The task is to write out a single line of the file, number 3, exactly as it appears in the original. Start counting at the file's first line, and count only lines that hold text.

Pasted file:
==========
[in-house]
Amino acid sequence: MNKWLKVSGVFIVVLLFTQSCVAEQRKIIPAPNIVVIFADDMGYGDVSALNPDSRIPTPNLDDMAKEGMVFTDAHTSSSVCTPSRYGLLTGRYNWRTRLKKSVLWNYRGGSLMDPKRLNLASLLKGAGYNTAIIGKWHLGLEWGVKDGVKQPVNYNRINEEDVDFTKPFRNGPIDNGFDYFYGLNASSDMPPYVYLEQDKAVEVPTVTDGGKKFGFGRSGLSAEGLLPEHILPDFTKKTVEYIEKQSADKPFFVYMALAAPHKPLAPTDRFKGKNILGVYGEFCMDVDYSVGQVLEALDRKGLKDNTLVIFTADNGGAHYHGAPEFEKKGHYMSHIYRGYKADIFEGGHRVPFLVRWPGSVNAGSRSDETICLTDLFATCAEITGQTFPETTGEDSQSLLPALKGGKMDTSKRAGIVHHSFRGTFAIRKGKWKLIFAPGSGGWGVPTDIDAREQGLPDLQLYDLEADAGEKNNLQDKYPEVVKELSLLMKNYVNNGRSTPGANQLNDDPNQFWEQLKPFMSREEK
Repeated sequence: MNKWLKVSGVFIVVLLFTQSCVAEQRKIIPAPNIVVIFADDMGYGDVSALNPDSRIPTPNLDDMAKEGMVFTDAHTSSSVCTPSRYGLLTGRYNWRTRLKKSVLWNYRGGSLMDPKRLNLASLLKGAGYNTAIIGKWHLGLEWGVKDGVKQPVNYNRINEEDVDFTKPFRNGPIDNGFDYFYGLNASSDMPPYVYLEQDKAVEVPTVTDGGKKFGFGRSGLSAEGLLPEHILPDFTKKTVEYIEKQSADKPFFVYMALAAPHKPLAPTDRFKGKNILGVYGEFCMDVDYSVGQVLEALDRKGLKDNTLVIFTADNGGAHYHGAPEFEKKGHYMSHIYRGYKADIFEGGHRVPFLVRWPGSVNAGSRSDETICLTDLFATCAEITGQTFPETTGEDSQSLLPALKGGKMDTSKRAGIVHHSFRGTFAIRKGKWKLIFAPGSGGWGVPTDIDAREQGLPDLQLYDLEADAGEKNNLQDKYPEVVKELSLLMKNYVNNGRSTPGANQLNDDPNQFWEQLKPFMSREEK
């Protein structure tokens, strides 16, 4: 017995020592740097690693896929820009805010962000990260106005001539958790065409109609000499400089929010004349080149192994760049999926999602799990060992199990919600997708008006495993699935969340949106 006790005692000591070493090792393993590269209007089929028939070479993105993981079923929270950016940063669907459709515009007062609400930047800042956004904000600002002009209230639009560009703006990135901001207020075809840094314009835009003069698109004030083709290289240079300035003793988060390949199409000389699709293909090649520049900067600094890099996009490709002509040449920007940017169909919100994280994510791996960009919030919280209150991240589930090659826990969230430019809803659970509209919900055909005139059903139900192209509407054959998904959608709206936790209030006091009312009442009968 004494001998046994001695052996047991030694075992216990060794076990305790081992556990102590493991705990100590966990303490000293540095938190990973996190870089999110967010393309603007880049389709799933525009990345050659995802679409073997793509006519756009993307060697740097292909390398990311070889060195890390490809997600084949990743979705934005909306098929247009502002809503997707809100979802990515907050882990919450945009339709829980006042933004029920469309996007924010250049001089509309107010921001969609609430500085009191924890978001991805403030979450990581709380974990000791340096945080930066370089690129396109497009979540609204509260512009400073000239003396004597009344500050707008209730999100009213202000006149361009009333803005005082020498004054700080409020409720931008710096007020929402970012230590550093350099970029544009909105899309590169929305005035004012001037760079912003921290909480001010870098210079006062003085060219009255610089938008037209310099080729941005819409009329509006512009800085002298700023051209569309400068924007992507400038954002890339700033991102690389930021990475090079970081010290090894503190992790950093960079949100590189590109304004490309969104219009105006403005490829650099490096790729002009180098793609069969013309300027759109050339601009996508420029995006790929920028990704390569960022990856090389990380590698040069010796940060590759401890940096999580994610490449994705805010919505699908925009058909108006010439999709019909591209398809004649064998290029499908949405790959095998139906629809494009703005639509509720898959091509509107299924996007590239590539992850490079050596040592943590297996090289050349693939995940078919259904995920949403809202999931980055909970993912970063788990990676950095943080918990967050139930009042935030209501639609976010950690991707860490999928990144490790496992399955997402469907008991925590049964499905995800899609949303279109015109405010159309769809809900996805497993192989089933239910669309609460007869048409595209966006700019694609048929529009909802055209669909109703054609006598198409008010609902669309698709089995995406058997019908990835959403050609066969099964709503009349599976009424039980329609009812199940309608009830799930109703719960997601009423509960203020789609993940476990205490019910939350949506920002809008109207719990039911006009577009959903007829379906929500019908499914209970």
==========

Repeated sequence: MNKWLKVSGVFIVVLLFTQSCVAEQRKIIPAPNIVVIFADDMGYGDVSALNPDSRIPTPNLDDMAKEGMVFTDAHTSSSVCTPSRYGLLTGRYNWRTRLKKSVLWNYRGGSLMDPKRLNLASLLKGAGYNTAIIGKWHLGLEWGVKDGVKQPVNYNRINEEDVDFTKPFRNGPIDNGFDYFYGLNASSDMPPYVYLEQDKAVEVPTVTDGGKKFGFGRSGLSAEGLLPEHILPDFTKKTVEYIEKQSADKPFFVYMALAAPHKPLAPTDRFKGKNILGVYGEFCMDVDYSVGQVLEALDRKGLKDNTLVIFTADNGGAHYHGAPEFEKKGHYMSHIYRGYKADIFEGGHRVPFLVRWPGSVNAGSRSDETICLTDLFATCAEITGQTFPETTGEDSQSLLPALKGGKMDTSKRAGIVHHSFRGTFAIRKGKWKLIFAPGSGGWGVPTDIDAREQGLPDLQLYDLEADAGEKNNLQDKYPEVVKELSLLMKNYVNNGRSTPGANQLNDDPNQFWEQLKPFMSREEK